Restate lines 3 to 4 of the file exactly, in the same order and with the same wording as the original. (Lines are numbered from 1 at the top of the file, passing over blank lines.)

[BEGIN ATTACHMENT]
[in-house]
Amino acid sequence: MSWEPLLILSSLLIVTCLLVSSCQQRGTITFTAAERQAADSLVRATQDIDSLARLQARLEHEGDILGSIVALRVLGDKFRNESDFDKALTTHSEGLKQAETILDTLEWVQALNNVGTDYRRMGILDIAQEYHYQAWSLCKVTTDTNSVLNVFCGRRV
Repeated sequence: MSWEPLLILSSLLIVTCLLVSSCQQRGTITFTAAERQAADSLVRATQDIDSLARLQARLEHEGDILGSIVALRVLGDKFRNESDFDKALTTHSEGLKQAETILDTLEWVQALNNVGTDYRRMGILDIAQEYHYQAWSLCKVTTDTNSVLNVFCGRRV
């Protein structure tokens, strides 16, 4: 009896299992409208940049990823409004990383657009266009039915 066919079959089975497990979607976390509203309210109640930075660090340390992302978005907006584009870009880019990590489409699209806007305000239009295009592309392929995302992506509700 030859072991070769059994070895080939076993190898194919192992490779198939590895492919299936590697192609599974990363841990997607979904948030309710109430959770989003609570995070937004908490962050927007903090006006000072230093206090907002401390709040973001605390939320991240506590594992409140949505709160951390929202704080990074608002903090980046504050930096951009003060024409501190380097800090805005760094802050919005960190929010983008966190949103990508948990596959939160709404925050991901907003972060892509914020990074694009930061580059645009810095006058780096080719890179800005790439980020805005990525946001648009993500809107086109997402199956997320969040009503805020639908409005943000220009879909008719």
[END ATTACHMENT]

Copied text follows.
Repeated sequence: MSWEPLLILSSLLIVTCLLVSSCQQRGTITFTAAERQAADSLVRATQDIDSLARLQARLEHEGDILGSIVALRVLGDKFRNESDFDKALTTHSEGLKQAETILDTLEWVQALNNVGTDYRRMGILDIAQEYHYQAWSLCKVTTDTNSVLNVFCGRRV
């Protein structure tokens, strides 16, 4: 009896299992409208940049990823409004990383657009266009039915 066919079959089975497990979607976390509203309210109640930075660090340390992302978005907006584009870009880019990590489409699209806007305000239009295009592309392929995302992506509700 030859072991070769059994070895080939076993190898194919192992490779198939590895492919299936590697192609599974990363841990997607979904948030309710109430959770989003609570995070937004908490962050927007903090006006000072230093206090907002401390709040973001605390939320991240506590594992409140949505709160951390929202704080990074608002903090980046504050930096951009003060024409501190380097800090805005760094802050919005960190929010983008966190949103990508948990596959939160709404925050991901907003972060892509914020990074694009930061580059645009810095006058780096080719890179800005790439980020805005990525946001648009993500809107086109997402199956997320969040009503805020639908409005943000220009879909008719």